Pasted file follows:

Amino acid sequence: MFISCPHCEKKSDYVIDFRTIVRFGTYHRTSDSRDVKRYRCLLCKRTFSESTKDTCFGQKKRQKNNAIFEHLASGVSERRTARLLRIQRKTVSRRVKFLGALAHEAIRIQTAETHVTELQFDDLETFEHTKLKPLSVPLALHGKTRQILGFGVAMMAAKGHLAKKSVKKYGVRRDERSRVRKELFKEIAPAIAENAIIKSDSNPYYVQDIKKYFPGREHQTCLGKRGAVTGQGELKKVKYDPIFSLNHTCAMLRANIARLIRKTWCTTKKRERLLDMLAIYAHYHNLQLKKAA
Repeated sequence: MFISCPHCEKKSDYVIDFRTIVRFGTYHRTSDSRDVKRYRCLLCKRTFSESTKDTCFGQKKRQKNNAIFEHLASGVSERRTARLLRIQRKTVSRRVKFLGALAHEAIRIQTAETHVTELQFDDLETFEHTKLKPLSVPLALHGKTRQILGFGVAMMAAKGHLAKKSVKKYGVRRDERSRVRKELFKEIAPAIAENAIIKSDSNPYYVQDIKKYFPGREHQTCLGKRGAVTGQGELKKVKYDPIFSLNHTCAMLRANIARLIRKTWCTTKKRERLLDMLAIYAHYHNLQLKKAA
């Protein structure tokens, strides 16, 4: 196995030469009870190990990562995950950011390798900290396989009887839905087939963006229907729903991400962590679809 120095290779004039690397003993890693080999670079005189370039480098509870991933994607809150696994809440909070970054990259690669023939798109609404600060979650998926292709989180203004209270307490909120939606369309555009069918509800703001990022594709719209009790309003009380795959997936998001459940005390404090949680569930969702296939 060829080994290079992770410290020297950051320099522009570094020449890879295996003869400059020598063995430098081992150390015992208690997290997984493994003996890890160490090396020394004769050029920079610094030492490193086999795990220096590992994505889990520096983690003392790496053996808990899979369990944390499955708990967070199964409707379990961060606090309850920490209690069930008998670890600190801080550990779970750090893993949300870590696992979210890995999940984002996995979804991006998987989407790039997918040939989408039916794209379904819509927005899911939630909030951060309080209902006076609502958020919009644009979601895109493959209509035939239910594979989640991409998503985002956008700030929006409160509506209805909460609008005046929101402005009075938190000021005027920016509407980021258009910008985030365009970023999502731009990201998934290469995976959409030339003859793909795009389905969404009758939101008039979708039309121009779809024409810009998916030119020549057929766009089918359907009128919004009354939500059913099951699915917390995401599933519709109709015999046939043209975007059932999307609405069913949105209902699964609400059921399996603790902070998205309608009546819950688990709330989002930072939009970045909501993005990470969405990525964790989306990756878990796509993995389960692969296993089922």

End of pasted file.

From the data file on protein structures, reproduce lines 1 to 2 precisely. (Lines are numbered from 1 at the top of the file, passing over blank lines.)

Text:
Amino acid sequence: MFISCPHCEKKSDYVIDFRTIVRFGTYHRTSDSRDVKRYRCLLCKRTFSESTKDTCFGQKKRQKNNAIFEHLASGVSERRTARLLRIQRKTVSRRVKFLGALAHEAIRIQTAETHVTELQFDDLETFEHTKLKPLSVPLALHGKTRQILGFGVAMMAAKGHLAKKSVKKYGVRRDERSRVRKELFKEIAPAIAENAIIKSDSNPYYVQDIKKYFPGREHQTCLGKRGAVTGQGELKKVKYDPIFSLNHTCAMLRANIARLIRKTWCTTKKRERLLDMLAIYAHYHNLQLKKAA
Repeated sequence: MFISCPHCEKKSDYVIDFRTIVRFGTYHRTSDSRDVKRYRCLLCKRTFSESTKDTCFGQKKRQKNNAIFEHLASGVSERRTARLLRIQRKTVSRRVKFLGALAHEAIRIQTAETHVTELQFDDLETFEHTKLKPLSVPLALHGKTRQILGFGVAMMAAKGHLAKKSVKKYGVRRDERSRVRKELFKEIAPAIAENAIIKSDSNPYYVQDIKKYFPGREHQTCLGKRGAVTGQGELKKVKYDPIFSLNHTCAMLRANIARLIRKTWCTTKKRERLLDMLAIYAHYHNLQLKKAA